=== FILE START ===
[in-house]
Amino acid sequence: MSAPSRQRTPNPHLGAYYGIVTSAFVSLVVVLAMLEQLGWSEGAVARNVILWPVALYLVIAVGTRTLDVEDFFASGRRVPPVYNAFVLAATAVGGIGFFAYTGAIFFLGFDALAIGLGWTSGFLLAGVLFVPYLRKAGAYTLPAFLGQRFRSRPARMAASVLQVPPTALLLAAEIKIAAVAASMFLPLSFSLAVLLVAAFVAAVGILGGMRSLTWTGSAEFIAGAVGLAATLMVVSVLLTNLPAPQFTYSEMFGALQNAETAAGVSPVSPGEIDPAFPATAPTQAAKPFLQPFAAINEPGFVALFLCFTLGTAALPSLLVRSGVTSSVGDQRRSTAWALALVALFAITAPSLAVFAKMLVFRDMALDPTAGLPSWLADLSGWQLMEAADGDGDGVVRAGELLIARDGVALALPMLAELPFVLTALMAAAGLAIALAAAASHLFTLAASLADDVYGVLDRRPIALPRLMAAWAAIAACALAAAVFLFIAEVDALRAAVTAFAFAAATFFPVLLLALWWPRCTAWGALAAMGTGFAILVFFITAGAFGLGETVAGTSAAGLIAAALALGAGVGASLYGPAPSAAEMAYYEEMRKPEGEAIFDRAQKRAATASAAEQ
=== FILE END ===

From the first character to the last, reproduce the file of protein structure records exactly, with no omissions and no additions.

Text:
[in-house]
Amino acid sequence: MSAPSRQRTPNPHLGAYYGIVTSAFVSLVVVLAMLEQLGWSEGAVARNVILWPVALYLVIAVGTRTLDVEDFFASGRRVPPVYNAFVLAATAVGGIGFFAYTGAIFFLGFDALAIGLGWTSGFLLAGVLFVPYLRKAGAYTLPAFLGQRFRSRPARMAASVLQVPPTALLLAAEIKIAAVAASMFLPLSFSLAVLLVAAFVAAVGILGGMRSLTWTGSAEFIAGAVGLAATLMVVSVLLTNLPAPQFTYSEMFGALQNAETAAGVSPVSPGEIDPAFPATAPTQAAKPFLQPFAAINEPGFVALFLCFTLGTAALPSLLVRSGVTSSVGDQRRSTAWALALVALFAITAPSLAVFAKMLVFRDMALDPTAGLPSWLADLSGWQLMEAADGDGDGVVRAGELLIARDGVALALPMLAELPFVLTALMAAAGLAIALAAAASHLFTLAASLADDVYGVLDRRPIALPRLMAAWAAIAACALAAAVFLFIAEVDALRAAVTAFAFAAATFFPVLLLALWWPRCTAWGALAAMGTGFAILVFFITAGAFGLGETVAGTSAAGLIAAALALGAGVGASLYGPAPSAAEMAYYEEMRKPEGEAIFDRAQKRAATASAAEQ